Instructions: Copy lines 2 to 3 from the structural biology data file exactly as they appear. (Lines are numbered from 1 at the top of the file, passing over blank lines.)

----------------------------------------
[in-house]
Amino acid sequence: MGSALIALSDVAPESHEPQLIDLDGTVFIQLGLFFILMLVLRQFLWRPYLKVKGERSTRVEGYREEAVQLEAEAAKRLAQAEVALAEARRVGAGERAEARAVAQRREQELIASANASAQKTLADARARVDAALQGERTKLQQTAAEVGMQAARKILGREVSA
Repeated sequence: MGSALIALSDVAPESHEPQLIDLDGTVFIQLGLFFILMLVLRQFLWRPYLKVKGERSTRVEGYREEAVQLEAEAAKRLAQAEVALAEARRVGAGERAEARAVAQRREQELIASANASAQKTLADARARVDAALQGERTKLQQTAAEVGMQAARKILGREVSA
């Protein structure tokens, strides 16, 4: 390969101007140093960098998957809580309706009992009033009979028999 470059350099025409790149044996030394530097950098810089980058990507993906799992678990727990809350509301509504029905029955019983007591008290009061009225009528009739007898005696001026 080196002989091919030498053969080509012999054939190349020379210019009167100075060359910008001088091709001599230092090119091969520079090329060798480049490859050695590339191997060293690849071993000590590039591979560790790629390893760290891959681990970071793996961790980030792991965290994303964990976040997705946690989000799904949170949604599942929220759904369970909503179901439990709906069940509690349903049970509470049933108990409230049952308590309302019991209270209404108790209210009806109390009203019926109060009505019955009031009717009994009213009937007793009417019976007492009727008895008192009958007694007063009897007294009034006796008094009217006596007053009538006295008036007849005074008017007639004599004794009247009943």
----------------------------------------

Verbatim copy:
Amino acid sequence: MGSALIALSDVAPESHEPQLIDLDGTVFIQLGLFFILMLVLRQFLWRPYLKVKGERSTRVEGYREEAVQLEAEAAKRLAQAEVALAEARRVGAGERAEARAVAQRREQELIASANASAQKTLADARARVDAALQGERTKLQQTAAEVGMQAARKILGREVSA
Repeated sequence: MGSALIALSDVAPESHEPQLIDLDGTVFIQLGLFFILMLVLRQFLWRPYLKVKGERSTRVEGYREEAVQLEAEAAKRLAQAEVALAEARRVGAGERAEARAVAQRREQELIASANASAQKTLADARARVDAALQGERTKLQQTAAEVGMQAARKILGREVSA